Novus Ordo Watch for your ears…
Sedevacantism and False Alternatives:
TRADCAST 032 now available
TRADCAST — The Traditional Catholic Podcast
In case you missed our initial announcement on Apr. 28: We have published another full-length episode of our popular TRADCAST podcast program. As always, it is loaded with real traditional Catholicism, insightful commentary, hard-hitting refutations of various errors, and razor-sharp analysis. Our content is typically challenging but is always delivered in an accessible way with a relieving touch of humor, so necessary in our chaotic and bizarre times.
TRADCAST 032 discusses sundry different topics:
In view of the increasing popularity of the idea that Benedict XVI is “still” the Pope (and Francis’ election was invalid), the first segment begins with a look at the Modernism of Joseph Ratzinger, illustrated by his strange ideas on original sin, which are not compatible with the perennial Catholic doctrine on the matter. By focusing on secondary aspects of original sin and making them primary, Ratzinger uses the same approach to theology that Jorge Bergoglio (“Pope Francis”) does. Shifting our focus to Francis, we see how his constant undue emphasis of the natural aspects of the Gospel quickly turn the Good News of Christ into little more than a humanitarian message of doing good to others. This is illustrated with sundry examples from Francis’ nine years of harming souls. The ultimate logical consequence of the principles enshrined at Vatican II, which both Benedict and Francis have applied and developed, is utter apostasy.
In the second part of TRADCAST 032, we begin by critiquing Kennedy Hall’s mischaracterization of Sedevacantism as “doubting the Papacy as a whole”, and we point out that a recent article at The Wanderer admits that it is possible to tell whether someone is a heretic even without a Church judgment. We then look at how Stephen Kokx at Life Site extols “Abp.” Carlo Maria Viganò as a quasi-pope, and we blast The Remnant‘s latest outrageous and intolerable theology put forward by Jason Morgan. In our From the Jorge’s Mouth subsegment, we critically examine some of the more recent drivel spouted by Francis and show how it leads to apostasy. The podcast ends with an insightful commentary on Isaias 22, which is traditionally understood to foreshadow the Papacy in the New Covenant, but which may even hint that the Papacy will temporarily be “taken out of the way” (2 Thess 2:7) as we are presently experiencing.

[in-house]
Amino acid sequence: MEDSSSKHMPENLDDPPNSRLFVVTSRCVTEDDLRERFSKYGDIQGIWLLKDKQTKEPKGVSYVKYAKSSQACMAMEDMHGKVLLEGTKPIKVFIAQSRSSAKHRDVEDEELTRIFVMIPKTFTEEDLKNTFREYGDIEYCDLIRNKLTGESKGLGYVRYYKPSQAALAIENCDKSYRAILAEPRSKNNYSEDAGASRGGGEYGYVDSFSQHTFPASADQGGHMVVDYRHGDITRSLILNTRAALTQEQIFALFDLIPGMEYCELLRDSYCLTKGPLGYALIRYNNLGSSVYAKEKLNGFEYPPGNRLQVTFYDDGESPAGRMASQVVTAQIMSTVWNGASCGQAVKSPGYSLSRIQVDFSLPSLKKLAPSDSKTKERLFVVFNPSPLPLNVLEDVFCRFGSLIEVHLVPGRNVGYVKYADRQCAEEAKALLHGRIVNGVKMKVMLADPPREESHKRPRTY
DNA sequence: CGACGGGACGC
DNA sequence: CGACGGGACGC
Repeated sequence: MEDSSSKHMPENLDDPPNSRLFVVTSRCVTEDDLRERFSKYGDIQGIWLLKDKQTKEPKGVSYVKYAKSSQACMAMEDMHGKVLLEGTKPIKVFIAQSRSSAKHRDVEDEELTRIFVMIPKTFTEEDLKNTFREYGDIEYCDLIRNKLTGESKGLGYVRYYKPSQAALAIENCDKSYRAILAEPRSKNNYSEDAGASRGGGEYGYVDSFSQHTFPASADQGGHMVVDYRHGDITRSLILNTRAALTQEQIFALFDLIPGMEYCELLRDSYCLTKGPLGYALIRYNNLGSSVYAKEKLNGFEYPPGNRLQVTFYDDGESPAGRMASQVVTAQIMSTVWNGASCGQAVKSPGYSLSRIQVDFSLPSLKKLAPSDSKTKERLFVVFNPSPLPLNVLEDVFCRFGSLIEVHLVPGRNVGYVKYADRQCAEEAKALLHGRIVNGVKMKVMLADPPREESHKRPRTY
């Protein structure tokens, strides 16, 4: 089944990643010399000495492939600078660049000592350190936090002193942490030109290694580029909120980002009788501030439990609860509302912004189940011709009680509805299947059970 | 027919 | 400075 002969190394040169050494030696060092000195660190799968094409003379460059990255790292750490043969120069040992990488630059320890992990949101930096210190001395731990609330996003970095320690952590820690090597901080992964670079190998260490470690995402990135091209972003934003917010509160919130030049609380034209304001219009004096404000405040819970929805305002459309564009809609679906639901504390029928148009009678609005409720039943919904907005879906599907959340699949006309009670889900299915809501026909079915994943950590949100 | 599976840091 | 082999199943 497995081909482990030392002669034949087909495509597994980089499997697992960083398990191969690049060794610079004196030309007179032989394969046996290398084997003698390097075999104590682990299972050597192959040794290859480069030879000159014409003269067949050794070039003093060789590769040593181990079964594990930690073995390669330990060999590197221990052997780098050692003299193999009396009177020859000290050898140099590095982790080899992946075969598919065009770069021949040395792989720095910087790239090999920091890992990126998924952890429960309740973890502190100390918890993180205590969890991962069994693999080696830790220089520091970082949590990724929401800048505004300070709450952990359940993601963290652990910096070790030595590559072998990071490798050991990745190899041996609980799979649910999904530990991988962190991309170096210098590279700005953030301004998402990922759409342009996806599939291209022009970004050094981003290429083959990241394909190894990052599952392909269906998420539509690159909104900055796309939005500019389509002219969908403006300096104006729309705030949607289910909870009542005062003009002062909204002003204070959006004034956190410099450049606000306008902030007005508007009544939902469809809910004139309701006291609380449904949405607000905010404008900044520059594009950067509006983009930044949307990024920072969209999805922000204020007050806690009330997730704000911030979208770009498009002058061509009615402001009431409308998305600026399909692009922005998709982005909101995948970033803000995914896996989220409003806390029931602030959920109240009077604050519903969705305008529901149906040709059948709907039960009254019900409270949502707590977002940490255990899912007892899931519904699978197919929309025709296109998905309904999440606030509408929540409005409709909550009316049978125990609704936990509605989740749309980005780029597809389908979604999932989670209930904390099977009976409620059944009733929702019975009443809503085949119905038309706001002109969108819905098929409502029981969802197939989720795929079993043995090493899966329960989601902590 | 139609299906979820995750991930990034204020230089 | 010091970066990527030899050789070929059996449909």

If you are new to this program, you will find that listening to TRADCAST is like drinking from a firehose of information. As always, the podcast is interlaced with interesting and important insights, powerful quotes from solid Catholic sources, and amusing moments of levity! The total run time of TRADCAST 032 is 1 hour and 17 minutes.
You can listen free of charge by playing the YouTube video above, or you can go to our TRADCAST 032 page, where you will find all the information you need for this show, including links to all the articles, books, blog posts, etc., mentioned in the podcast. There you will also find ways to download this episode to your computer and sign up to be notified of new episodes by email.
By the way: You do not have to be a sedevacantist to enjoy or benefit from TRADCAST. Even if you do not agree with everything said in the program, chances are you will not think that having listened to this podcast was a waste of your time.
If you are interested in listening to older shows, you can do so using our complete episodes list; or listen to a sermon or an apologetics/catechism class with your friends and family as well. This makes for great conversation — much more important than the usual family discussions — and will open people’s eyes about Francis and the Vatican II Church! It’s one way you can do evangelization the easy way. In any case, don’t miss this TRADCAST, and spread the word!
As always, TRADCAST is entirely free of charge. Listeners who would like to support this podcast with a tax-deductible donation, may do so here.
TRADCAST? Someone is not amused…
Image source: Wikimedia Commons (cropped)
License: public domain